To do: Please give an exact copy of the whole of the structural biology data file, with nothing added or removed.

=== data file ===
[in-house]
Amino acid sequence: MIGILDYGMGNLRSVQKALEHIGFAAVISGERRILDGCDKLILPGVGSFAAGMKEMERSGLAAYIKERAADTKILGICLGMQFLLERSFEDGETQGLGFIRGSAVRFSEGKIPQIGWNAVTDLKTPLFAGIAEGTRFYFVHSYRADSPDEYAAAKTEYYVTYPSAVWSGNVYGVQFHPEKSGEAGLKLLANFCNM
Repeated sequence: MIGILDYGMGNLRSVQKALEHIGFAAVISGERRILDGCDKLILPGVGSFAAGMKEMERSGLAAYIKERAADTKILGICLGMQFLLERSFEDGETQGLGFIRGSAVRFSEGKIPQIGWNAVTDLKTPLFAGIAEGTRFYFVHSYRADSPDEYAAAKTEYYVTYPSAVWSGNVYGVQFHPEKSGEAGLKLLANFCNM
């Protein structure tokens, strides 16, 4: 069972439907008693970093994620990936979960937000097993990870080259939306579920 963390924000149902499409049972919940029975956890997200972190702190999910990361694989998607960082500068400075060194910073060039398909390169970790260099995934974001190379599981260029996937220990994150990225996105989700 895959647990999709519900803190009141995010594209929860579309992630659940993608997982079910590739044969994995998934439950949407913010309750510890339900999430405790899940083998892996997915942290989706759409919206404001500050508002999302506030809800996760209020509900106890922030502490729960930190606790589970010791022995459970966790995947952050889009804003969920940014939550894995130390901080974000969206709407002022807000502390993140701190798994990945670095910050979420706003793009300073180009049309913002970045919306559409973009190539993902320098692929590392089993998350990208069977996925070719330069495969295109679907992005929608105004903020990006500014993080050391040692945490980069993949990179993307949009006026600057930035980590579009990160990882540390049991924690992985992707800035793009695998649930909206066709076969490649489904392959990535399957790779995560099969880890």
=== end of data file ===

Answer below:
[in-house]
Amino acid sequence: MIGILDYGMGNLRSVQKALEHIGFAAVISGERRILDGCDKLILPGVGSFAAGMKEMERSGLAAYIKERAADTKILGICLGMQFLLERSFEDGETQGLGFIRGSAVRFSEGKIPQIGWNAVTDLKTPLFAGIAEGTRFYFVHSYRADSPDEYAAAKTEYYVTYPSAVWSGNVYGVQFHPEKSGEAGLKLLANFCNM
Repeated sequence: MIGILDYGMGNLRSVQKALEHIGFAAVISGERRILDGCDKLILPGVGSFAAGMKEMERSGLAAYIKERAADTKILGICLGMQFLLERSFEDGETQGLGFIRGSAVRFSEGKIPQIGWNAVTDLKTPLFAGIAEGTRFYFVHSYRADSPDEYAAAKTEYYVTYPSAVWSGNVYGVQFHPEKSGEAGLKLLANFCNM
């Protein structure tokens, strides 16, 4: 069972439907008693970093994620990936979960937000097993990870080259939306579920 963390924000149902499409049972919940029975956890997200972190702190999910990361694989998607960082500068400075060194910073060039398909390169970790260099995934974001190379599981260029996937220990994150990225996105989700 895959647990999709519900803190009141995010594209929860579309992630659940993608997982079910590739044969994995998934439950949407913010309750510890339900999430405790899940083998892996997915942290989706759409919206404001500050508002999302506030809800996760209020509900106890922030502490729960930190606790589970010791022995459970966790995947952050889009804003969920940014939550894995130390901080974000969206709407002022807000502390993140701190798994990945670095910050979420706003793009300073180009049309913002970045919306559409973009190539993902320098692929590392089993998350990208069977996925070719330069495969295109679907992005929608105004903020990006500014993080050391040692945490980069993949990179993307949009006026600057930035980590579009990160990882540390049991924690992985992707800035793009695998649930909206066709076969490649489904392959990535399957790779995560099969880890």